I had once seriously considered joining the military at one point, back in my mid-20’s.  I had decided that I wanted to go back to school to study engineering, and thought that the military would possibly be a good way to do that while at the same time giving something back to the country.  But do you know what ultimately killed that idea?  I felt I simply could not trust the political leadership.  I didn't feel I could trust them to deal with me honestly, or trust them to see me as anything but entirely disposable, or trust them to know which wars are worth sending people in harm’s way and which are not.  Seeing things like the Iran-Contra scandal and first Gulf War when growing up (and then all the various scandals and the crap that went on in through the 90’s) made me deeply skeptical of the motives and integrity of elected officials, and hearing my father recount some of the messed up stuff he’d both seen and been subjected to in the Army during Vietnam increased my skepticism further.  Needless to say, when later that same year George W. Bush was elected president and the disastrous “War on Terror” followed a year after that, my skepticism turned out to be well justified.  While ultimately I think I made the right decision for my circumstance and conscience, I do sometimes wish that things were different and that I could have had the opportunity to serve, at least for a short time, under civilian leadership that was honorable, pragmatic, and worthy of trust.

I’ve had the opportunity to work alongside a large number of currently-serving as well as retired military men and women through my previous two jobs, and many (if not most) of them expressed the same reservations about the political leadership’s decisions and lack of integrity.  They usually spoke in more general terms and didn’t mention certain individuals by name (a requirement when one such politician is your Commander in Chief), but the sentiment was there.  And yet many of them still stuck with it, for more than one enlistment if not for the full 20 years.  Perhaps trusting that they’re doing the right thing or maybe feeling a sense of responsibility they couldn’t discard lightly; I'm only guessing since I haven't served myself.  Now there were certainly a number of grade-A douchebags among the soldiers I worked with, people I would not willingly associate with in most other circumstances.  Yet even they were willing to put their lives and trust in others hands by the mere fact that they signed up and stayed in (or at least didn't try to weasel out before their time was up).  That’s something I was not willing to do, and so that speaks to a level of sacrifice that deserves a measure of respect for them whether or not they have the personality of a complete tool.  What better way is there to acknowledge this than to ensure their time, lives, and physical & mental health are not squandered by the political establishment’s questionable motives and decisions in carrying out the “War on Terror”, a war that by definition can never end as there is no specific opponent to defeat?  Our leaders talk about respect for the uniform and the patriotic soldier out one side of their mouth, while at the same time putting those same soldiers in harm's way for short-sighted power games and dreams of an American empire that actually hurt the country in the long-term.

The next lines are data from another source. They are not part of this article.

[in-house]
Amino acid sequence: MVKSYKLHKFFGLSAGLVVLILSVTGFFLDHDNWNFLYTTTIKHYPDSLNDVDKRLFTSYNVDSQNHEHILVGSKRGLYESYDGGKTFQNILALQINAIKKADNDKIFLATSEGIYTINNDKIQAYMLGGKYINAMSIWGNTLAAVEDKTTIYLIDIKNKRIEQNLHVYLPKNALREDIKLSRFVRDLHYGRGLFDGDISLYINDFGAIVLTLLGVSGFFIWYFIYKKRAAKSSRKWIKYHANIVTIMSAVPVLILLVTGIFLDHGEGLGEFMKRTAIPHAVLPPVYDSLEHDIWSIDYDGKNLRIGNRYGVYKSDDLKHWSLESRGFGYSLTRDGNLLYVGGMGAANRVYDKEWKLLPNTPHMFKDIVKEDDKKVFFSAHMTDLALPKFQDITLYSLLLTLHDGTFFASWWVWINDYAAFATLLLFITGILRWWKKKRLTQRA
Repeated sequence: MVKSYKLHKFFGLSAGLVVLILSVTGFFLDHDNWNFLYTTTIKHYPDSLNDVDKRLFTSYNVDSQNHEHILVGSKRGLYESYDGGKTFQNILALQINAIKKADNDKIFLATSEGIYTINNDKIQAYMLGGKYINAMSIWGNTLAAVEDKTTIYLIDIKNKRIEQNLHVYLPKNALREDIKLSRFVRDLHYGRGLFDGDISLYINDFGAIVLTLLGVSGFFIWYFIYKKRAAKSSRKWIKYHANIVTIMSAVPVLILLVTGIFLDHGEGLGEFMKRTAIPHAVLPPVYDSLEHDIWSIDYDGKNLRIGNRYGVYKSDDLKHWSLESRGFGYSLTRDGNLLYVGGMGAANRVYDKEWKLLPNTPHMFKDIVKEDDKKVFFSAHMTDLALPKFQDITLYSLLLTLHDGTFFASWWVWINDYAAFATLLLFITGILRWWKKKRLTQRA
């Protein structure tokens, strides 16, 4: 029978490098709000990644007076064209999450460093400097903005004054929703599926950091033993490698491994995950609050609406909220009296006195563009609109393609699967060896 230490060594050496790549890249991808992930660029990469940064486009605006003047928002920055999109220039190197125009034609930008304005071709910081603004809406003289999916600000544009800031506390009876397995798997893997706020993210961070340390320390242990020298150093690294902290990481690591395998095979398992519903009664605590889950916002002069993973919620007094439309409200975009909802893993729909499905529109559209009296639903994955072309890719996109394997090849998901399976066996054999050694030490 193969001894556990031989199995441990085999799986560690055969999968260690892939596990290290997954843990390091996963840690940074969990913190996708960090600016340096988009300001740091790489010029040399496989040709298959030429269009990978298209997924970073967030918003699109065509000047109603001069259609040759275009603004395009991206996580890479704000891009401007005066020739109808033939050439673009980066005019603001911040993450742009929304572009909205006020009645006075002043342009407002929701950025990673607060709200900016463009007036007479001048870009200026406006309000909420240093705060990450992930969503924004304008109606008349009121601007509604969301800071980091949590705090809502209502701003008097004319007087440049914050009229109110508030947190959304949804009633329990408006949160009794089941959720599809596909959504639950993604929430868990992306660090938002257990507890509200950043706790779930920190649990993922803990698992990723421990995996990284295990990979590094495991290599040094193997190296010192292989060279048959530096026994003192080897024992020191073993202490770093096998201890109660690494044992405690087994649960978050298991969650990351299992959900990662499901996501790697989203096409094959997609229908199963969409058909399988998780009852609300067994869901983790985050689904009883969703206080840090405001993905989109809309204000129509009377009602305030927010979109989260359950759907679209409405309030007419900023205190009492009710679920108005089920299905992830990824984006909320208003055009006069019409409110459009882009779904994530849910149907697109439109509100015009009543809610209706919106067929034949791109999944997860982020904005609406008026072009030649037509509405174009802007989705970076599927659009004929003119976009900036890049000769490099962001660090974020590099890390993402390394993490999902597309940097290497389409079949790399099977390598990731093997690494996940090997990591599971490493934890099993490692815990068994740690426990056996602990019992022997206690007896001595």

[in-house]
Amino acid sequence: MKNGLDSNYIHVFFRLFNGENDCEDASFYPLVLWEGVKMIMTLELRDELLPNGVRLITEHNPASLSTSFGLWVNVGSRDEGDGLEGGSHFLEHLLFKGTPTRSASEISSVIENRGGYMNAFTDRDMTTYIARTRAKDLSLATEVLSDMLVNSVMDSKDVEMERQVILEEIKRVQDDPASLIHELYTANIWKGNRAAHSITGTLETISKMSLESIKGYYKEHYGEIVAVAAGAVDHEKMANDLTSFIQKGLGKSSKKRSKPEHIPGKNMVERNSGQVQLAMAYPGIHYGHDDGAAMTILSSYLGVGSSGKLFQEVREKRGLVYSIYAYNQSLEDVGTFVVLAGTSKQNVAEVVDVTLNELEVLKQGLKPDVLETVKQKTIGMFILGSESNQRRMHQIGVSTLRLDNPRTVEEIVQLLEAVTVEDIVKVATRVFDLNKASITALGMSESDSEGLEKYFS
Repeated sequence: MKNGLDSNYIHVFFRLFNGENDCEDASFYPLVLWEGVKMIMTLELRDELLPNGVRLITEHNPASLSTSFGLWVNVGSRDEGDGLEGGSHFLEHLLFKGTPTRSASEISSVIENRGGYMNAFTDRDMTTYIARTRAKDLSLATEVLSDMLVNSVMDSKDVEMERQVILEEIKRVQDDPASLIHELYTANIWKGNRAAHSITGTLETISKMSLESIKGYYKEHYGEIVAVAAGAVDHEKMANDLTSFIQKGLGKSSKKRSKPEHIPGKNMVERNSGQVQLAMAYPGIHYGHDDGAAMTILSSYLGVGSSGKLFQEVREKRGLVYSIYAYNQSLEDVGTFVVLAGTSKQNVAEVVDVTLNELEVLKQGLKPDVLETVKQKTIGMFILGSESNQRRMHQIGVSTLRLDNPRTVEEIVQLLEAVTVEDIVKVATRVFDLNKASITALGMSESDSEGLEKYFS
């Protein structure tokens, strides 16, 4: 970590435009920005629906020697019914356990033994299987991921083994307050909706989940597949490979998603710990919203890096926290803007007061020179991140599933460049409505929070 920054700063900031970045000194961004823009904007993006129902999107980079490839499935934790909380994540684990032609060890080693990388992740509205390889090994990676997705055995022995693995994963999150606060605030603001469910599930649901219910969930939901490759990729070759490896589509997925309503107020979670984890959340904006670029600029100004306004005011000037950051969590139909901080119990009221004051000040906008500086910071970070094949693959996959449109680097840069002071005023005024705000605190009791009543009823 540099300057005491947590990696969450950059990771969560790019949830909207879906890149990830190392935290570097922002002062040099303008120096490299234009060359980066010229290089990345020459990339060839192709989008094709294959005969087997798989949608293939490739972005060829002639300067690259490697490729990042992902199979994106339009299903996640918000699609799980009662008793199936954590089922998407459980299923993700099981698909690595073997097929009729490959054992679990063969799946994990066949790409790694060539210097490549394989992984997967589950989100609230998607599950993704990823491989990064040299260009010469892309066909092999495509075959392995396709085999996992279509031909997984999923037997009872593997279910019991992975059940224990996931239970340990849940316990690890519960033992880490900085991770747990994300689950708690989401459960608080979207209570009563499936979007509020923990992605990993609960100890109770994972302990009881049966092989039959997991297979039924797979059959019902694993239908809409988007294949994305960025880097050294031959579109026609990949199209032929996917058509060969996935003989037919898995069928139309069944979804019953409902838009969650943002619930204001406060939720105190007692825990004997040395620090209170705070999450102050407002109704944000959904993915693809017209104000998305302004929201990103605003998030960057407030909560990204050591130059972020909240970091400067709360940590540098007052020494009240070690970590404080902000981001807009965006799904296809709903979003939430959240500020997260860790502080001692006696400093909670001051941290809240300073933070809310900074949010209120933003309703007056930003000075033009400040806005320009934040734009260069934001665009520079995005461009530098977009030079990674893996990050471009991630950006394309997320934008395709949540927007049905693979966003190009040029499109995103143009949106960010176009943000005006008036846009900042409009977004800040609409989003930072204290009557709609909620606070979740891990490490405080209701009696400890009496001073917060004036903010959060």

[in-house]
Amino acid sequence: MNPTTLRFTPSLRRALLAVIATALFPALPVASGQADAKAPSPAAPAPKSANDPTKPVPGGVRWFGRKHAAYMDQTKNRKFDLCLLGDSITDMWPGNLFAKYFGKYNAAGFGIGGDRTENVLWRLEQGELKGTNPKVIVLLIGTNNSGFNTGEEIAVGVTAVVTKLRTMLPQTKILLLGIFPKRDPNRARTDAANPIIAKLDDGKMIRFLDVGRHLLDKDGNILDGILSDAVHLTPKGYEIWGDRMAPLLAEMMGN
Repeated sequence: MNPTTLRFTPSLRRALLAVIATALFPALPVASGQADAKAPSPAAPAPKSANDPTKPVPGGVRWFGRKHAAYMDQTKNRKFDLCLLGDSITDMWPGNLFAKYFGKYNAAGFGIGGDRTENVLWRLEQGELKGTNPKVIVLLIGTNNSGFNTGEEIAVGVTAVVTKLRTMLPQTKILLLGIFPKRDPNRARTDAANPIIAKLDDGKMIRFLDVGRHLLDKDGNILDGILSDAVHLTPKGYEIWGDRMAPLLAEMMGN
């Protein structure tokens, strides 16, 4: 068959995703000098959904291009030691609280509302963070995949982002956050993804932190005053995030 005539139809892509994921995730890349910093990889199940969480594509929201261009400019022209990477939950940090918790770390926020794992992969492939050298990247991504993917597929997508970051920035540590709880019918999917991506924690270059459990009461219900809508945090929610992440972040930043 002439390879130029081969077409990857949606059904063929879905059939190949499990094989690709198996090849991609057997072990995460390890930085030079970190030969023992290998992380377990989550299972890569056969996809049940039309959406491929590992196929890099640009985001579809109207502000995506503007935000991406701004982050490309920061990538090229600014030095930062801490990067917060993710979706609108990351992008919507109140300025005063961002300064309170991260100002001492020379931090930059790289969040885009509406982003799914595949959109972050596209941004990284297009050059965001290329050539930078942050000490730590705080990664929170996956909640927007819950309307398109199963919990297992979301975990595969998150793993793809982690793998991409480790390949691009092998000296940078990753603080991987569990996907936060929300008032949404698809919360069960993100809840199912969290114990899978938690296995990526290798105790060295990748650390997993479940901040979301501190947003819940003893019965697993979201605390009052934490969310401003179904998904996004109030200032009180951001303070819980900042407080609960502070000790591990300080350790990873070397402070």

Whether they fully understood it at the time they signed up and took their oath or not, the soldiers are putting their trust and lives in the hands of the civilian leadership.  In exchange that leadership has a responsibility to use those lives and resources in a responsible, sensible manner.  Unfortunately the majority of the decisions made over the past 13 years (one could also easily argue perhaps the past 50 years) have been neither responsible or sensible, and we're seeing the men and women in the military suffer for it in unnecessary combat deaths, physical injury, mental and emotional trauma, and suicides.  Yes these things often go with the job, but we owe it to them to expose them to those risks only for the defense of the nation.  When we give our consent to govern by voting for the ass-hats in both parties that keep involving us in these foreign military entanglements, any thanks we give to them on this day won't mean much.  So I say if honoring the troops on Veterans Day REALLY means a lot to you, look beyond the surface and see if your actions and decisions are helping or hurting the troops and the country in the long run.  If enough of us do this, maybe we'll have the kind of leadership that will inspire more young adults to consider military service as a worthwhile and honorable option (emphasis on 'option'!), instead of fearing their civilian leaders will use them for selfish and bone-headed purposes.

I'll end this with the following worthwhile links.  One is to the recent Veterans' Day podcast at thesurvivalpodcast.com, and the second is to one of the few articles I've seen that share my sentiments, one written by an Army vet titled, Why Do We Keep Thanking the Troops?